I’d like to say some good things about the hometown boys, and they’re not particularly bad at what they do, I guess. But they’re also not really breaking any new ground here. It sounds similar to Fall Out Boy if the singer screamed once in a while and wasn’t quite as happy. They occasional use some electro elements, but who doesn’t these days? The band list Nine Inch Nails as an influence, but I see none of that influence in anything on this album. If they’re referring the angst-ridden vocals, Trent did that, but he never sounded like a whiny crybaby. Maybe if this came out before Panic! at the Disco (who ripped off Picnic at the Whitehouse) and My Chemical Romance, it would have made a bigger splash. Speaking of My Chemical Romance, the band’s also trying to market themselves as an edgy, My Chemical Romance-type band, with their eyeliner and black military jackets, but much like the original, they are not edgy. They are very, very whiny.

What the f*ck is this doing on Roadrunner? I know about the whole Nickelback thing, but at least they’re sort of crappy post-grunge… a hell of a lot more Roadrunner material than these goofs. If Max Cavalera were dead, he’d be rolling in his grave right about now. I hate screamo, but if you happen to like it, and enjoy having 40 different albums in your collection by 20 or 30 different bands that all sound exactly the same, then don’t let me stop you from picking this up. While you’re at, pick up a bottle of Drano and drink that f*cker when you get home. Because if people with crappy taste in music did not exist, crappy bands would not be popular and would never succeed. It would be the perfect world.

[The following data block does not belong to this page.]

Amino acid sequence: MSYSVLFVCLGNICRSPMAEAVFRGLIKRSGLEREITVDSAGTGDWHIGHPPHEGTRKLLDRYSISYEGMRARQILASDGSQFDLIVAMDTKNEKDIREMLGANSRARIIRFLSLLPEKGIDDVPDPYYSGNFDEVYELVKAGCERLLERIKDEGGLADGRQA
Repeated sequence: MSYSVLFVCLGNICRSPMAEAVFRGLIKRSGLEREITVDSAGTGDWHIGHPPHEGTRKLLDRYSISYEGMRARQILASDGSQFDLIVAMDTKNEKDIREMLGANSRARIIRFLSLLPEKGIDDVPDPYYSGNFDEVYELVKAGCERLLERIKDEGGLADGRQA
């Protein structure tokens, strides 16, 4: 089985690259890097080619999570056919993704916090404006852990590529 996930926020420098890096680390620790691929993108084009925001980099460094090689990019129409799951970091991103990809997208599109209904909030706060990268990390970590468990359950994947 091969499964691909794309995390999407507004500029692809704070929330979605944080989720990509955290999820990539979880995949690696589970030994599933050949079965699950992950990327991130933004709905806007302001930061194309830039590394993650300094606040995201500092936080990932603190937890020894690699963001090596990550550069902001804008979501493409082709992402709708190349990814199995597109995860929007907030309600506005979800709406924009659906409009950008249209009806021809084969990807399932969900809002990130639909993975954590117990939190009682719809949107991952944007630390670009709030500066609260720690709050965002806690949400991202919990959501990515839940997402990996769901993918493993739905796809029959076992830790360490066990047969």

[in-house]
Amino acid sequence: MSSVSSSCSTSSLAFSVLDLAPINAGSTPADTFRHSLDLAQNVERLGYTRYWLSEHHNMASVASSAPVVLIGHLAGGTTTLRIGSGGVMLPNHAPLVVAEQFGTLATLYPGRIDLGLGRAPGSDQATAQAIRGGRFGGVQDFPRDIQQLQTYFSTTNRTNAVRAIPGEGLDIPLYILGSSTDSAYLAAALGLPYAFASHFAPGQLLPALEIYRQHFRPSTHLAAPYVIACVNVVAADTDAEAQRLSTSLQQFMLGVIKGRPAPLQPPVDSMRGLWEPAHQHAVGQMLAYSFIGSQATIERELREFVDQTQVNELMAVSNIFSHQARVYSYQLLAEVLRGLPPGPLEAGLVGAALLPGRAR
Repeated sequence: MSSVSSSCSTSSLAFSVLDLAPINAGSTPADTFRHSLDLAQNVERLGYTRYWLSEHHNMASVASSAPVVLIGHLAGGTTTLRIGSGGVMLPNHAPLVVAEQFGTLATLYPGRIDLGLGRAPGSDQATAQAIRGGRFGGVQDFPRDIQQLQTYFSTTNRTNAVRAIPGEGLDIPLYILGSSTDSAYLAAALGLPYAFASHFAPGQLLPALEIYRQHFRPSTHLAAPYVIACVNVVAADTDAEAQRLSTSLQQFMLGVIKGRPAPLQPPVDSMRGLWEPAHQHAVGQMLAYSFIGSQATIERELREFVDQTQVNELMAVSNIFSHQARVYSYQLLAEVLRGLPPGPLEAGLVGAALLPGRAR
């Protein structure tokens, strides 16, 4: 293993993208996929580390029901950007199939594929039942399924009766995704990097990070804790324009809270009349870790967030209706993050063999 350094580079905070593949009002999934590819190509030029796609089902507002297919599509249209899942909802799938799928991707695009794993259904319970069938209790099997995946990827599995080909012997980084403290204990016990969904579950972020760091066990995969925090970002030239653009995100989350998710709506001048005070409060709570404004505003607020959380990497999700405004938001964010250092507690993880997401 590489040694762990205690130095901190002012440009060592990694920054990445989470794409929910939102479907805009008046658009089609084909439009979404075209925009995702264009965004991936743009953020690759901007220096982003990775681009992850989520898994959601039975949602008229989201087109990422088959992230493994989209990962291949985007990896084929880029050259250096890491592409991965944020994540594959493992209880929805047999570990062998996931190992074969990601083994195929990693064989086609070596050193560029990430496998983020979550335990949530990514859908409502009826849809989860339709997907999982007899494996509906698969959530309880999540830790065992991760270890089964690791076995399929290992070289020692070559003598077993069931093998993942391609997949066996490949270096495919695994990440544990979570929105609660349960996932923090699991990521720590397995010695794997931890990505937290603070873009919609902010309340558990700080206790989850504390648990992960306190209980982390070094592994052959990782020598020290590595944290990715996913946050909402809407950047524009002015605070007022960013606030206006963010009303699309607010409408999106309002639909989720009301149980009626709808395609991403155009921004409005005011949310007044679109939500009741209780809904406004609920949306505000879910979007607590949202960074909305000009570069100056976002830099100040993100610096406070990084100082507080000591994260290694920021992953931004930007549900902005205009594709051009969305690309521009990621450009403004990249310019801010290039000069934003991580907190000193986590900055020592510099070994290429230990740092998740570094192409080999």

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Sherwood – A Different Light
Fontana/Interscope (3/13/07)
Emo/Indie rock

That’s more like it. A whiny emo band that isn’t trying to come off as edgy. There’s something about that that is charmingly genuine. As far as the music is concerned, it’s poppy and erratic in the vein of Franz Ferdinand if they decided to go the emo route. Let’s be glad they didn’t because everything Franz Ferdinand does is better than anything on A Different Light; however, this is a relatively feel-good album that manages to be melancholy while still giving the emo kids something to smile about aside from seeing a guy in the street that sort of looked like Morrissey.

Jesus Christ, Good Jeff… what the f*ck are you doing to me, here? You could have just told me that there were a shitload of terrible bands out there, and I would have believed you. I didn’t have to listen to this. But since I did, I deem it acceptable only for teenage girls and guys who are trying to score with teenage girls. And to those guys who are willing to listen to crappy emo music just to score with some emo girl, it’s not worth it. Emo girls carry f*cking baggage. There’s no way in hell you’re going to come away from that cleanly. The album did nothing for me, except make me very, very tired. If I was having trouble falling asleep, and after listening to Yanni, Govi, and Raffi I still couldn’t fall asleep, I might pop this in, but that would mean that I had purchased it, and as a result I would deserve to be euthanized.